At the age of 42, having spent the better part of a decade high and spaced out, Gabriel Cordell decided to do something extraordinary.

That something turned out to be a 99-day wheelchair trek across the United States, unwittingly inspiring people along the way. His journey is the subject of the documentary Roll With Me, which will be previewed in Ventura on Thursday, Feb. 16, as part of “Celebrating Jewish Disability & Inclusion Month.”

VCReporter: What was your life like prior to the accident?

Gabriel Cordell: I always marched to the beat of my own drum, I never really was focused on anything else except what I wanted to do, and by the time I was 17 years old I knew I wanted to become an actor. I was finally ready to audition and on Oct. 17, 1992, I decided to drive into Manhattan, something I’d never done before. A mile or two in my route I crossed an intersection I had crossed a million times before when some lady ran a red light, T-boned me, my jeep flipped, I hit a telephone poll with my back and my life changed forever.

Was this accident what lead to your eventual drug addiction and substance abuse?

I was a very sexual human being. I don’t know how much you know about paralysis but you’re cut off from the rest of your body. Believe me when I tell you that walking is the least of your obstacles and frustration. I did not know how to deal with the sexual frustration. In the beginning, I didn’t go to drugs; I just engrossed myself into my career. After a while, I got really tired of just the grind of every day and so I made a conscious choice to kind of check out of reality. The last straw was when I went and picked up cocaine before I went to my job. I had a recurring role on a very popular TV show and I got high before I went on set and I got fired. The drugs, the sex and gambling became my life.

How did you pull yourself out of that?

I was getting high and I had a barbecue that day — this was around Valentine’s Day 2012. I decided that I was going to be the grill master because that meant I didn’t have to talk with anyone. I’m cooking the chicken and realized that my leg was stuck to the bottom of a 600-degree barbecue. My leg was literally stuck on the barbecue, and all my skin was like strings of skin. They thought I had to amputate my leg because I burned it all the way down to the bone. I was in the hospital for a week. Now not only am I in a wheelchair, but I have this sling on my leg with a third-degree burn. It took me 20 minutes to get into my car with this sling on my leg and I drove to my drug dealer and I picked up more crystal meth. And I’m rolling around the malls with a pillow underneath my leg in a sling, high, trying to get that sexual release. This is what I was doing. I realized that if I don’t stop today I’m going to die.

Why did you choose to take the journey across America?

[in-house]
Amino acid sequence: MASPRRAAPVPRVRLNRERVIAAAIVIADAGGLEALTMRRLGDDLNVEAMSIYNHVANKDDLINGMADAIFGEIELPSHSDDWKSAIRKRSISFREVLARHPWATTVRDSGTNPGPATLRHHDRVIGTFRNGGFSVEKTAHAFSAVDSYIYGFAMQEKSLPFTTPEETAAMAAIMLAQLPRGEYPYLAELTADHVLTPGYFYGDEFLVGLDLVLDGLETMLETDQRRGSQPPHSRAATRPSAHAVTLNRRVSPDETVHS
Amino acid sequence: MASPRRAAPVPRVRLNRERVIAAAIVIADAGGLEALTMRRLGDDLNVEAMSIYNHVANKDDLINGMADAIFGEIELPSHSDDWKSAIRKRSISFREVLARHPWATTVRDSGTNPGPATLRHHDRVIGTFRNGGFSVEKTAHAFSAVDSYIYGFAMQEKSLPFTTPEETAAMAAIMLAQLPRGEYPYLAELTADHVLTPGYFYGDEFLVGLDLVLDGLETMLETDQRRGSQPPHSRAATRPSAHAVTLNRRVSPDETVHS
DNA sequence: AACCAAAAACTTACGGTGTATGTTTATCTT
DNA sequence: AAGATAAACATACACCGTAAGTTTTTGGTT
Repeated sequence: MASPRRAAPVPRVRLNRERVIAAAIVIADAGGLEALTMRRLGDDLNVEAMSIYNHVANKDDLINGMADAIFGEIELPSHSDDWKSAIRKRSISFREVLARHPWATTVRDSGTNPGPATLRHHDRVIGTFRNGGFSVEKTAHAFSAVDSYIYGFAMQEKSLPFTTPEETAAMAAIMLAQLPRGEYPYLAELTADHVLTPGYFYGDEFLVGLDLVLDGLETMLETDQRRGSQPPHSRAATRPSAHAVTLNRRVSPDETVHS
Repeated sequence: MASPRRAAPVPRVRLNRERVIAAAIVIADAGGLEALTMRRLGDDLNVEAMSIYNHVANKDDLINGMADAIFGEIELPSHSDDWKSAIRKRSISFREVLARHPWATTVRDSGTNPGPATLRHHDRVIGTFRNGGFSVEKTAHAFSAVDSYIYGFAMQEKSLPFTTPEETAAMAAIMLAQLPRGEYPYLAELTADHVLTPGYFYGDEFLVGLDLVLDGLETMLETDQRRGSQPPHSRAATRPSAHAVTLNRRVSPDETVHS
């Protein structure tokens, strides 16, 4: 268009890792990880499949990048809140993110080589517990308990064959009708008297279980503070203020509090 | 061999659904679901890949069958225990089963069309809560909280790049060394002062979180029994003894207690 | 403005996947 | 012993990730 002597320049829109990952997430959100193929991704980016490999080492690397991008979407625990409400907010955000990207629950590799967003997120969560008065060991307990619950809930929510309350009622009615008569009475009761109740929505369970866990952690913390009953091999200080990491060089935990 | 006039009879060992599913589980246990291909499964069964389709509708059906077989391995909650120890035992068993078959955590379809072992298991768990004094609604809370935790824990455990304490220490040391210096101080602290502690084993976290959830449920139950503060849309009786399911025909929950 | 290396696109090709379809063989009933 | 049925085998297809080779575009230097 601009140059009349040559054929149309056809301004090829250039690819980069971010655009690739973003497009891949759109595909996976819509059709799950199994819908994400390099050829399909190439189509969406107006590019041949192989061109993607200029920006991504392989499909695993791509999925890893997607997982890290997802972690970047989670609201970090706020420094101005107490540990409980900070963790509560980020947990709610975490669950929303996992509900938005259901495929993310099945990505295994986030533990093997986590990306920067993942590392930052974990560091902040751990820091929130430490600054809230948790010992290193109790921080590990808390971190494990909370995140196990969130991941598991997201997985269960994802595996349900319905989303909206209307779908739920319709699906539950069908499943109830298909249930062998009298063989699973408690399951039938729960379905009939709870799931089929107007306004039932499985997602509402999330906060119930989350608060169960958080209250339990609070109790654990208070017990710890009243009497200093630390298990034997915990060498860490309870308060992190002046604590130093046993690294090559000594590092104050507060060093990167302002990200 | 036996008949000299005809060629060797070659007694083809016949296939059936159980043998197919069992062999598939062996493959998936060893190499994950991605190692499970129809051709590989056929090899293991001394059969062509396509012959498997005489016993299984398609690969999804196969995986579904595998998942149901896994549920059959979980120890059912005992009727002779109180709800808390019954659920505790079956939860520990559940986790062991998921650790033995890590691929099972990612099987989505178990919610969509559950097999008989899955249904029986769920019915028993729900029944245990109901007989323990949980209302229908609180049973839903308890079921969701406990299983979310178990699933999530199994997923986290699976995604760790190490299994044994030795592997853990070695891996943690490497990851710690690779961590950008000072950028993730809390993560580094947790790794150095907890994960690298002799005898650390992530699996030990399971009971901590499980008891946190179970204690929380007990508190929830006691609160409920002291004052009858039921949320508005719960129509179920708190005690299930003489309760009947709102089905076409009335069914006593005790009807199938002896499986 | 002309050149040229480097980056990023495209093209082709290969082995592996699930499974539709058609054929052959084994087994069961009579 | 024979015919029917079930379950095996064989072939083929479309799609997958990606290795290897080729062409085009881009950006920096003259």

I’d just literally picked up from my dealer, I did my line in the Starbucks bathroom, I went to the video store and got my porn videos, I went to Ralphs and got my cigarettes, I’m ready to go home and do my lines and watch my porn, and this guy comes up to me in the parking lot, introducing himself, and says, “My name is Scott and I’m building a new wheelchair and I want to pick your brain.” I thought, ‘Gee you’re really killing my buzz.’ I went home and started thinking, and all of a sudden it just came to me, what if I roll his wheelchair — I think I first said across California — that would be an incredible campaign for his wheel chair. That’s how any kind of rolling started. I planted the seed; the more and more this took on its own life, the more I realized that this is the extraordinary achievement I’ve been talking about since I was 18 years old. I put it out there and then nine months later, I left. [Note: Scott did not assist in the preparation or journey in the end.]

Did it cross your mind to do this for a particular purpose, or to raise awareness?

Remember, I’m a full-time drug addict — I just stopped cold turkey. Honestly, I had no time to roll for a cause, I was rolling for survival. I was doing this to survive.

As the days went by it started becoming very clear that, hey, this is not about me, it’s not Gabriel anymore. Even though I was the vehicle, this was about what I was doing to complete strangers watching a man in a wheelchair struggle to roll across America. Every day at least once a day there’d be a tear-fest on the side of the road because people were just blown away. I set out to do it in 60 days. I averaged 31 miles a day, which is a marathon and six additional miles on top of that.

Was there a sense of “we did it” when you completed the journey?

I couldn’t believe we had made history [Gabriel was accompanied by a crew of six filmmakers and assistants]. I can’t believe we just rolled 3,100 miles across the U.S. from ocean to ocean. There was a lot of pride.

Cordell will be at Congregation Am HaYam, 4839 Market St., Unit C, in Ventura on Thursday, Feb. 16 at 7 p.m. to premiere a 25-minute segment of the documentary detailing his journey, Roll With Me, followed by a Q&A and discussion. Tickets are $15. For more information, visit www.amhayam.com.